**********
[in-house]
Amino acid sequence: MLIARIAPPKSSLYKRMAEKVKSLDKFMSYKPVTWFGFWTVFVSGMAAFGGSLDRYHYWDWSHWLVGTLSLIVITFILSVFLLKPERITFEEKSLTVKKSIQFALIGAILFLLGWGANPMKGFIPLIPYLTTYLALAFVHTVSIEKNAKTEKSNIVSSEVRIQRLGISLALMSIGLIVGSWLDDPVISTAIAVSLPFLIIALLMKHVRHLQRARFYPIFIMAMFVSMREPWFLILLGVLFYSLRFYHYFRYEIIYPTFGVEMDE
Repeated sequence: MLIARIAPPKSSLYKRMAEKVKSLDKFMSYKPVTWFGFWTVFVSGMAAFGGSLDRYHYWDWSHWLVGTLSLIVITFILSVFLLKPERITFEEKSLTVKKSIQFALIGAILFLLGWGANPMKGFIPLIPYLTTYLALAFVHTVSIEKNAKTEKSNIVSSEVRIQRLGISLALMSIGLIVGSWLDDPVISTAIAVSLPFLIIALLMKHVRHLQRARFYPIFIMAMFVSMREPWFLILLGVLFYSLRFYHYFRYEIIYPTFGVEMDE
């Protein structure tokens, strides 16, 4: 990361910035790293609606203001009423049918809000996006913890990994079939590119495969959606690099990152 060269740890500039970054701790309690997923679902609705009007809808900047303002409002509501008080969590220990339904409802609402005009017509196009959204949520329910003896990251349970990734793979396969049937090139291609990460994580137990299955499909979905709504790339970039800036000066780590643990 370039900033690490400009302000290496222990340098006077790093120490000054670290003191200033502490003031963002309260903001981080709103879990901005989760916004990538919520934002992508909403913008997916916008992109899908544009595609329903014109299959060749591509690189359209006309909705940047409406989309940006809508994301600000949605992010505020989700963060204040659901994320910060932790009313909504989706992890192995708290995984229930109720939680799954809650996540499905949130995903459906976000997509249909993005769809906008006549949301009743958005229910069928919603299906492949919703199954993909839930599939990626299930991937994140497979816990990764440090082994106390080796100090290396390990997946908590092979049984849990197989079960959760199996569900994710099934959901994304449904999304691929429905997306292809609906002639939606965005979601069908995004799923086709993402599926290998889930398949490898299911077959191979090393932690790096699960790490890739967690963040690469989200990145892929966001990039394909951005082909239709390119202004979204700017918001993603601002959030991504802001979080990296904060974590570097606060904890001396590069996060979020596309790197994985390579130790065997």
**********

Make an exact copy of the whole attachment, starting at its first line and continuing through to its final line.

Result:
[in-house]
Amino acid sequence: MLIARIAPPKSSLYKRMAEKVKSLDKFMSYKPVTWFGFWTVFVSGMAAFGGSLDRYHYWDWSHWLVGTLSLIVITFILSVFLLKPERITFEEKSLTVKKSIQFALIGAILFLLGWGANPMKGFIPLIPYLTTYLALAFVHTVSIEKNAKTEKSNIVSSEVRIQRLGISLALMSIGLIVGSWLDDPVISTAIAVSLPFLIIALLMKHVRHLQRARFYPIFIMAMFVSMREPWFLILLGVLFYSLRFYHYFRYEIIYPTFGVEMDE
Repeated sequence: MLIARIAPPKSSLYKRMAEKVKSLDKFMSYKPVTWFGFWTVFVSGMAAFGGSLDRYHYWDWSHWLVGTLSLIVITFILSVFLLKPERITFEEKSLTVKKSIQFALIGAILFLLGWGANPMKGFIPLIPYLTTYLALAFVHTVSIEKNAKTEKSNIVSSEVRIQRLGISLALMSIGLIVGSWLDDPVISTAIAVSLPFLIIALLMKHVRHLQRARFYPIFIMAMFVSMREPWFLILLGVLFYSLRFYHYFRYEIIYPTFGVEMDE
């Protein structure tokens, strides 16, 4: 990361910035790293609606203001009423049918809000996006913890990994079939590119495969959606690099990152 060269740890500039970054701790309690997923679902609705009007809808900047303002409002509501008080969590220990339904409802609402005009017509196009959204949520329910003896990251349970990734793979396969049937090139291609990460994580137990299955499909979905709504790339970039800036000066780590643990 370039900033690490400009302000290496222990340098006077790093120490000054670290003191200033502490003031963002309260903001981080709103879990901005989760916004990538919520934002992508909403913008997916916008992109899908544009595609329903014109299959060749591509690189359209006309909705940047409406989309940006809508994301600000949605992010505020989700963060204040659901994320910060932790009313909504989706992890192995708290995984229930109720939680799954809650996540499905949130995903459906976000997509249909993005769809906008006549949301009743958005229910069928919603299906492949919703199954993909839930599939990626299930991937994140497979816990990764440090082994106390080796100090290396390990997946908590092979049984849990197989079960959760199996569900994710099934959901994304449904999304691929429905997306292809609906002639939606965005979601069908995004799923086709993402599926290998889930398949490898299911077959191979090393932690790096699960790490890739967690963040690469989200990145892929966001990039394909951005082909239709390119202004979204700017918001993603601002959030991504802001979080990296904060974590570097606060904890001396590069996060979020596309790197994985390579130790065997």